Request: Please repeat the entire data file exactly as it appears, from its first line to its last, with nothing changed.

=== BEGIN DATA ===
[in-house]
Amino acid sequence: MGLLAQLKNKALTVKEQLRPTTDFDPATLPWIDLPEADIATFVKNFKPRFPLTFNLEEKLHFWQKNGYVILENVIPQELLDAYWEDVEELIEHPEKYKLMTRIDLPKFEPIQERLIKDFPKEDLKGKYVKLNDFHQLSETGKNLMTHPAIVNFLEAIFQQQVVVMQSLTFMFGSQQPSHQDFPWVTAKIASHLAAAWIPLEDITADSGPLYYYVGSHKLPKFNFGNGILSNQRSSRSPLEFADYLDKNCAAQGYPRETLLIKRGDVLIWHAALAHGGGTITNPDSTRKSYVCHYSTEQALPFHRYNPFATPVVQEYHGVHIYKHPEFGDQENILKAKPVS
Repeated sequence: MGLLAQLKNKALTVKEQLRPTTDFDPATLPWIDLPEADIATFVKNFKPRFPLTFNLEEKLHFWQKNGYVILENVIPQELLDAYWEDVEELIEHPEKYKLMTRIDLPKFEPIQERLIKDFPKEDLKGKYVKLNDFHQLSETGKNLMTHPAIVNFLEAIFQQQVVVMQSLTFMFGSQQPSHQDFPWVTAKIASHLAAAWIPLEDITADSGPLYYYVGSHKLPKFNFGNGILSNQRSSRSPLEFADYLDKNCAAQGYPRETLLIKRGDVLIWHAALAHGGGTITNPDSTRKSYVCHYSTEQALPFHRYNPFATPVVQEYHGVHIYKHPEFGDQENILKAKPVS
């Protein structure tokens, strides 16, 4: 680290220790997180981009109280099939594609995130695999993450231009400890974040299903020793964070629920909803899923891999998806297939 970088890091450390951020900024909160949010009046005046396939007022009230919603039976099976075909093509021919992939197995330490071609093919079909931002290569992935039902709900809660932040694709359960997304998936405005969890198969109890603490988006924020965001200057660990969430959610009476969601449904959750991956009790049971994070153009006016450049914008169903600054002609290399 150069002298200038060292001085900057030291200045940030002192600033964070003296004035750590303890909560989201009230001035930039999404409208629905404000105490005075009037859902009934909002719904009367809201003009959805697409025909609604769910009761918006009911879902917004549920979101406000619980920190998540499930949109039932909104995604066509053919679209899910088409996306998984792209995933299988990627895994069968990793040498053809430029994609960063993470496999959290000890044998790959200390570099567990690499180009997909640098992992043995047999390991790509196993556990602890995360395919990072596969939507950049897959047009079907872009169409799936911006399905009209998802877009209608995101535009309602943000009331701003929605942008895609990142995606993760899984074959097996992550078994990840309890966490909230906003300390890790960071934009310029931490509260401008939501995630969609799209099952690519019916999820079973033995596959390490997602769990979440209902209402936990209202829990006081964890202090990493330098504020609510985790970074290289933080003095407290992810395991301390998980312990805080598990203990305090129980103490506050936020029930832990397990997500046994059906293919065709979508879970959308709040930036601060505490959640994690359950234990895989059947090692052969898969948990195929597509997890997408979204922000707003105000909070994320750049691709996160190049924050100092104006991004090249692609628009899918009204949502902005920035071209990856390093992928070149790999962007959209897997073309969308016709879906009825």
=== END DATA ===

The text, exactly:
[in-house]
Amino acid sequence: MGLLAQLKNKALTVKEQLRPTTDFDPATLPWIDLPEADIATFVKNFKPRFPLTFNLEEKLHFWQKNGYVILENVIPQELLDAYWEDVEELIEHPEKYKLMTRIDLPKFEPIQERLIKDFPKEDLKGKYVKLNDFHQLSETGKNLMTHPAIVNFLEAIFQQQVVVMQSLTFMFGSQQPSHQDFPWVTAKIASHLAAAWIPLEDITADSGPLYYYVGSHKLPKFNFGNGILSNQRSSRSPLEFADYLDKNCAAQGYPRETLLIKRGDVLIWHAALAHGGGTITNPDSTRKSYVCHYSTEQALPFHRYNPFATPVVQEYHGVHIYKHPEFGDQENILKAKPVS
Repeated sequence: MGLLAQLKNKALTVKEQLRPTTDFDPATLPWIDLPEADIATFVKNFKPRFPLTFNLEEKLHFWQKNGYVILENVIPQELLDAYWEDVEELIEHPEKYKLMTRIDLPKFEPIQERLIKDFPKEDLKGKYVKLNDFHQLSETGKNLMTHPAIVNFLEAIFQQQVVVMQSLTFMFGSQQPSHQDFPWVTAKIASHLAAAWIPLEDITADSGPLYYYVGSHKLPKFNFGNGILSNQRSSRSPLEFADYLDKNCAAQGYPRETLLIKRGDVLIWHAALAHGGGTITNPDSTRKSYVCHYSTEQALPFHRYNPFATPVVQEYHGVHIYKHPEFGDQENILKAKPVS
């Protein structure tokens, strides 16, 4: 680290220790997180981009109280099939594609995130695999993450231009400890974040299903020793964070629920909803899923891999998806297939 970088890091450390951020900024909160949010009046005046396939007022009230919603039976099976075909093509021919992939197995330490071609093919079909931002290569992935039902709900809660932040694709359960997304998936405005969890198969109890603490988006924020965001200057660990969430959610009476969601449904959750991956009790049971994070153009006016450049914008169903600054002609290399 150069002298200038060292001085900057030291200045940030002192600033964070003296004035750590303890909560989201009230001035930039999404409208629905404000105490005075009037859902009934909002719904009367809201003009959805697409025909609604769910009761918006009911879902917004549920979101406000619980920190998540499930949109039932909104995604066509053919679209899910088409996306998984792209995933299988990627895994069968990793040498053809430029994609960063993470496999959290000890044998790959200390570099567990690499180009997909640098992992043995047999390991790509196993556990602890995360395919990072596969939507950049897959047009079907872009169409799936911006399905009209998802877009209608995101535009309602943000009331701003929605942008895609990142995606993760899984074959097996992550078994990840309890966490909230906003300390890790960071934009310029931490509260401008939501995630969609799209099952690519019916999820079973033995596959390490997602769990979440209902209402936990209202829990006081964890202090990493330098504020609510985790970074290289933080003095407290992810395991301390998980312990805080598990203990305090129980103490506050936020029930832990397990997500046994059906293919065709979508879970959308709040930036601060505490959640994690359950234990895989059947090692052969898969948990195929597509997890997408979204922000707003105000909070994320750049691709996160190049924050100092104006991004090249692609628009899918009204949502902005920035071209990856390093992928070149790999962007959209897997073309969308016709879906009825």